• Scrophularia Lanceolata

    Early figwort

Scrophularia Lanceolata

Early figwort Description:

Scrophularia lanceolata, commonly known as lanceleaf figwort, is a perennial herbaceous plant native to North America. It typically grows to a height of 2-6 feet and has a clumping habit.

The leaves of Scrophularia lanceolata are lance-shaped with toothed edges, and grow opposite each other on the stem. The flowers are small and greenish-brown, arranged in clusters at the top of the stems. They bloom in mid-summer to early fall and are followed by small, round, green seed pods.

Scrophularia lanceolata prefers moist soils and partial to full shade, and is often found growing in woodlands or along streambanks. It is an important plant for pollinators, attracting bees, butterflies, and other insects with its nectar-rich flowers. It also has medicinal properties, with the roots and leaves traditionally used by Native Americans to treat a variety of ailments.

This plant is easy to grow from seed and can be a good choice for naturalized areas or shade gardens. With its unique flowers and medicinal value, Scrophularia lanceolata is a popular choice for gardeners and herbalists alike.

Native Range:

Lance-leaf figwort is found across the United States with a range from California to Maine. This plant is found in most states with the exception of the Southeastern United States. 

Standard Plant Information:

Plant height: 2' - 6' 

Bloom time: June - July

Preferred habitat: Does well in part shade to full sun. Often found in open woods, thickets, and open fields. 


For most homeowners, the best option is to scatter seed on the ground by hand broadcasting at a minimum of 16-64 pls ounces per acre.  For even coverage, we recommend that you broadcast seed in perpendicular rows across the site to ensure even coverage.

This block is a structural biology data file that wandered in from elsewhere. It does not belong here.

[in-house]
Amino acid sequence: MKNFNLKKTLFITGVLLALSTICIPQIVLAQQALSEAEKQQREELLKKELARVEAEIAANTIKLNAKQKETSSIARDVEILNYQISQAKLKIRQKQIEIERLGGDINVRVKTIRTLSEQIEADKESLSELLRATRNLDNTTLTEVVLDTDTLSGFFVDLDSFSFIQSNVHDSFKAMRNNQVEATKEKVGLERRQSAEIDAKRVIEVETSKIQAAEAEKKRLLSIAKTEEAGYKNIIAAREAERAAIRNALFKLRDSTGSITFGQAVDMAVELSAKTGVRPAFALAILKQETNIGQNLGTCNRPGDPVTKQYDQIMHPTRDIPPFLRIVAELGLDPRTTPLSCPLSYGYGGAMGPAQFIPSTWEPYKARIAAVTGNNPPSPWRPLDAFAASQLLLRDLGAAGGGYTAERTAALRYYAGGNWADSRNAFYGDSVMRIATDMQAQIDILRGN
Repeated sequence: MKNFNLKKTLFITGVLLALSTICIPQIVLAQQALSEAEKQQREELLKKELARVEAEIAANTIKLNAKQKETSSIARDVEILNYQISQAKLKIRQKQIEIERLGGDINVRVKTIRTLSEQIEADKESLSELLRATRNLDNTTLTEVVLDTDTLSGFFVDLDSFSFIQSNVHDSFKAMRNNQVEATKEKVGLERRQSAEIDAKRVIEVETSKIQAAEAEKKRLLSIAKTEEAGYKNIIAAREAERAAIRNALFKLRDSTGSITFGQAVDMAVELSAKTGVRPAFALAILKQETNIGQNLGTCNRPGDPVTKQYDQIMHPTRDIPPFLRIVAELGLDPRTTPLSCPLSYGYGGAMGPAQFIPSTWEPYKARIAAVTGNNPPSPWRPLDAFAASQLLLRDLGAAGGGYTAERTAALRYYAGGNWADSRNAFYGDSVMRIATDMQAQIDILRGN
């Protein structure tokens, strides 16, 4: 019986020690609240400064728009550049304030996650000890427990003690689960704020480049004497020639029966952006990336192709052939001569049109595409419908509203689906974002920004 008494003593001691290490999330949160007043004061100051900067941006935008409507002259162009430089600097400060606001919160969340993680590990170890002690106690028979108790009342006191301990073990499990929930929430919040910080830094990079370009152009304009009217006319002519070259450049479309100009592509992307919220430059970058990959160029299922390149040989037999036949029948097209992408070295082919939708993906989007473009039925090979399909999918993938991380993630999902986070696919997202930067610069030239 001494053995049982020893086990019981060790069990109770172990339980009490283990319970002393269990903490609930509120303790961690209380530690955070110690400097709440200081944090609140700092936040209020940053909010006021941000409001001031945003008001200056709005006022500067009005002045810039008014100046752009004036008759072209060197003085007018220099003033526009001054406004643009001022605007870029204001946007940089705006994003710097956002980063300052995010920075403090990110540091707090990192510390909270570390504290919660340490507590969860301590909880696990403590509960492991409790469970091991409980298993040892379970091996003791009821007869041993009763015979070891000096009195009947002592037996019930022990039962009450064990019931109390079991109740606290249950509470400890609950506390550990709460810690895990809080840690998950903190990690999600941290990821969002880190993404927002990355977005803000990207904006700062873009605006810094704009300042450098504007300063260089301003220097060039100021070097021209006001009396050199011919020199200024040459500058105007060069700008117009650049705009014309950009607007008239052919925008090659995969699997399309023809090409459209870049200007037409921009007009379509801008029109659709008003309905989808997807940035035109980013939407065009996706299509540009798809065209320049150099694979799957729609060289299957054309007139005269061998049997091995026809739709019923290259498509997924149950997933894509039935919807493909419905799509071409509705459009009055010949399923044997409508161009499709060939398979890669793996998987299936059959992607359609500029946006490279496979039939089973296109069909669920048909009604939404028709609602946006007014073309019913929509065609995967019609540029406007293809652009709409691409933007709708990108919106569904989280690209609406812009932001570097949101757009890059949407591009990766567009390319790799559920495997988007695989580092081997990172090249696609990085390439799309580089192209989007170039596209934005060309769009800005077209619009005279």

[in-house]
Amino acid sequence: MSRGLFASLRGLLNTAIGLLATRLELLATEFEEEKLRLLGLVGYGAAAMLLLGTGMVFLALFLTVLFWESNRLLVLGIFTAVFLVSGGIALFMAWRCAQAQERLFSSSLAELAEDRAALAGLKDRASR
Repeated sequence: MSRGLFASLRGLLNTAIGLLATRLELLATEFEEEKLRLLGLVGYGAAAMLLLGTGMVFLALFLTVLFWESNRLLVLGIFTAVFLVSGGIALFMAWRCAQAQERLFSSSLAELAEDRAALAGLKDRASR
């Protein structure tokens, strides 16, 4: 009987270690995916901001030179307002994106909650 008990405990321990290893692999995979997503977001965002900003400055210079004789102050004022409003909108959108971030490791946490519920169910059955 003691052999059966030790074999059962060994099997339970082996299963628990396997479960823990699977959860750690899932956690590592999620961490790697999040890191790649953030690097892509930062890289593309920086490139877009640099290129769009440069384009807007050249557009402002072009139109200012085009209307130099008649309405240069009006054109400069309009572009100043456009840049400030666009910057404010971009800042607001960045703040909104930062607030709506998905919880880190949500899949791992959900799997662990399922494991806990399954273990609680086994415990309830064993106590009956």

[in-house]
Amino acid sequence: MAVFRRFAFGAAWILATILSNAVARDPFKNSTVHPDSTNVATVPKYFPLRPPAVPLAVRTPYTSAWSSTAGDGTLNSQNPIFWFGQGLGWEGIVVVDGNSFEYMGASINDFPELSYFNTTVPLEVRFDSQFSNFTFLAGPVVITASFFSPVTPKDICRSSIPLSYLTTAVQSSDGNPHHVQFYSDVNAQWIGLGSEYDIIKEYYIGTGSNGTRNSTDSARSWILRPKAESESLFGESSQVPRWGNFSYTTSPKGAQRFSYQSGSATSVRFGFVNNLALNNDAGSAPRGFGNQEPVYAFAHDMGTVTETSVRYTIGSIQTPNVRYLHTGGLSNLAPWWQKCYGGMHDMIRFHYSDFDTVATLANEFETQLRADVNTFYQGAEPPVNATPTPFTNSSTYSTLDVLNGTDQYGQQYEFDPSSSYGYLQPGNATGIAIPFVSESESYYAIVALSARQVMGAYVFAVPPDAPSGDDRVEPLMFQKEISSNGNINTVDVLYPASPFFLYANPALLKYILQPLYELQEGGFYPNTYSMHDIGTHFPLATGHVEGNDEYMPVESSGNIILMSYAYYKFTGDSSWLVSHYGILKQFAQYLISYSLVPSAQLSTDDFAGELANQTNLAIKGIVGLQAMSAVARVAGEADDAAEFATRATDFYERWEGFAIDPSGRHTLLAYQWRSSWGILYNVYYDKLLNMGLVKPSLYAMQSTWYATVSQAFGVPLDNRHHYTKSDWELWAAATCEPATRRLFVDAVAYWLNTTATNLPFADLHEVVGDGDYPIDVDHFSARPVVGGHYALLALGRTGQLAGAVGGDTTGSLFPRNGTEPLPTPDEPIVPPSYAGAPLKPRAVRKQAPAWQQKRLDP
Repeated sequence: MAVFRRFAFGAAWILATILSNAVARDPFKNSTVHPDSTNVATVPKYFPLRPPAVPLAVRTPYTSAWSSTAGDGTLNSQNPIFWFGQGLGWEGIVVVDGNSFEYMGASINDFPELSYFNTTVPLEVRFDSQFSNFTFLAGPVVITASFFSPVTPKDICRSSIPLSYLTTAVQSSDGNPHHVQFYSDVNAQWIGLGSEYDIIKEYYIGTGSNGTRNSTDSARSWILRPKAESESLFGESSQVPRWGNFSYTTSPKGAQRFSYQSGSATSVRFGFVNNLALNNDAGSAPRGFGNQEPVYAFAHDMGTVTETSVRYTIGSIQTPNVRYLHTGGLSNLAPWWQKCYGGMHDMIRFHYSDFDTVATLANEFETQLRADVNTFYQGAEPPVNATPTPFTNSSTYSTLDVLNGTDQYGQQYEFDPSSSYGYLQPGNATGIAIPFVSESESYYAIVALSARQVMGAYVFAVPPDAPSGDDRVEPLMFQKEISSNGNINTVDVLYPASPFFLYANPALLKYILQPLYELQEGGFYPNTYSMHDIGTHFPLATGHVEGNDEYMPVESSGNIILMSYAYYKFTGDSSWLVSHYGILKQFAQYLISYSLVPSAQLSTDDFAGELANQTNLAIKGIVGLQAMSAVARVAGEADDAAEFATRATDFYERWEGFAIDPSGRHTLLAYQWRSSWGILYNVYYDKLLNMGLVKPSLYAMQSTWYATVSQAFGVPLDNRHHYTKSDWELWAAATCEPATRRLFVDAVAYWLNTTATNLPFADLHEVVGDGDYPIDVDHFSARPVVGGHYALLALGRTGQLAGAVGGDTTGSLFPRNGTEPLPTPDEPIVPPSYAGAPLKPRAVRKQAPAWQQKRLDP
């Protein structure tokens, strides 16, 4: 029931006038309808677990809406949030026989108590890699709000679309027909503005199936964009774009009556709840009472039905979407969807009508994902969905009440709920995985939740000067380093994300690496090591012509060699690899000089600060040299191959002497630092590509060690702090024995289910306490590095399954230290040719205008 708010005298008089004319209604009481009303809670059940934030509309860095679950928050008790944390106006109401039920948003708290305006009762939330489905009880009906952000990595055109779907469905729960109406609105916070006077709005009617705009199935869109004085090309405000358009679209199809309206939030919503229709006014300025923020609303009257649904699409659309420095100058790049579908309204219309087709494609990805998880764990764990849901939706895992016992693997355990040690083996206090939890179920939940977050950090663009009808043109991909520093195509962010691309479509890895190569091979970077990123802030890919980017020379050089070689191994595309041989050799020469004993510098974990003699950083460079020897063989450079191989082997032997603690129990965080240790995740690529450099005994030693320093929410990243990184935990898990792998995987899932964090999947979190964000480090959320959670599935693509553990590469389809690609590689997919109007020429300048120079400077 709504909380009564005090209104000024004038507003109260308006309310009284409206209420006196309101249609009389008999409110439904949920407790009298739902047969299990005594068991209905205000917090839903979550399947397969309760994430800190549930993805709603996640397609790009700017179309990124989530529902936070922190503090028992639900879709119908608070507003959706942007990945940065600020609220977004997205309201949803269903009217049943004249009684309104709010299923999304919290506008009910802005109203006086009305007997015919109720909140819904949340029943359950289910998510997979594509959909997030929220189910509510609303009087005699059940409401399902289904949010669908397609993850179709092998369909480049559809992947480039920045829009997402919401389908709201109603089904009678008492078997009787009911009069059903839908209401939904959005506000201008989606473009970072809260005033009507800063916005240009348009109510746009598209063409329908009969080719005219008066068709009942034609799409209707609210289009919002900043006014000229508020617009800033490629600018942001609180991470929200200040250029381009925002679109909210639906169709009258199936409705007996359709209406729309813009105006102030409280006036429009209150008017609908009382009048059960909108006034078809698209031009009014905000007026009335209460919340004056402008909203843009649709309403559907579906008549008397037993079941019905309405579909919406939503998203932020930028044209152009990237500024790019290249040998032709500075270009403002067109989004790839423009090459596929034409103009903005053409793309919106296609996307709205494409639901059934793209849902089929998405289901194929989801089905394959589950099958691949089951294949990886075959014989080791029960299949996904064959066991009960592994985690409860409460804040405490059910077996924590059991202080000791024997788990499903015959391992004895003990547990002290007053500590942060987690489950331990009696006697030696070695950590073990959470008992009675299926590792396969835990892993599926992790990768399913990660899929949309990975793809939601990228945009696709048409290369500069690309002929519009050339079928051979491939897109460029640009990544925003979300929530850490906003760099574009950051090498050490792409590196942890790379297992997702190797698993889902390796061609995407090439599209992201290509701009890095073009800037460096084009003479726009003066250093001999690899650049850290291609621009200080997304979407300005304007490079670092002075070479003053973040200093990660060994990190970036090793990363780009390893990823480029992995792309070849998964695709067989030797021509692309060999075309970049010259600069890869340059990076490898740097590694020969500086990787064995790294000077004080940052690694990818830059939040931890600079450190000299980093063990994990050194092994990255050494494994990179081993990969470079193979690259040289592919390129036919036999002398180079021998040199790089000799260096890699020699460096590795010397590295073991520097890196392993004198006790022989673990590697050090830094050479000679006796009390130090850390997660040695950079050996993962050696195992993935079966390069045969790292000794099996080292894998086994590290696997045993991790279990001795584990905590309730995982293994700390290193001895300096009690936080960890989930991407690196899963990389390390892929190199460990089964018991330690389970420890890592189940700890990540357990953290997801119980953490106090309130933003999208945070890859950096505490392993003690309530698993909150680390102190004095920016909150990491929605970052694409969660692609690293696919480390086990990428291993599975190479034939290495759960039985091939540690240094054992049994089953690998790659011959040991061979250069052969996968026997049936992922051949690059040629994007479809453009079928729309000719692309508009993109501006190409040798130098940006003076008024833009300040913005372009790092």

You’ll want to broadcast any grass seed first, which will get raked into the soil lightly. Next, it is ideal to mulch the area lightly with either a clean (no seed) straw or preferably with our native Little Bluestem straw, sold at our retail garden centers. After a light mulching is complete, now it’s time to broadcast your native wildflower seeds, which should not be raked into the soil. A good rain or watering is sufficient to cover the seed.


Simply dig a hole in the soil slightly larger than the plant’s roots. Ensure that the soil line of the plant is maintained during the transfer (i.e. the plant should be at the same level with the ground as it was in the pot). Pack any loose dirt back around the plant and make sure you water it well the same day to ensure it has the best chance of survival.

maps used with permission from MN Wildflowers

Scrophularia Lanceolata Gallery

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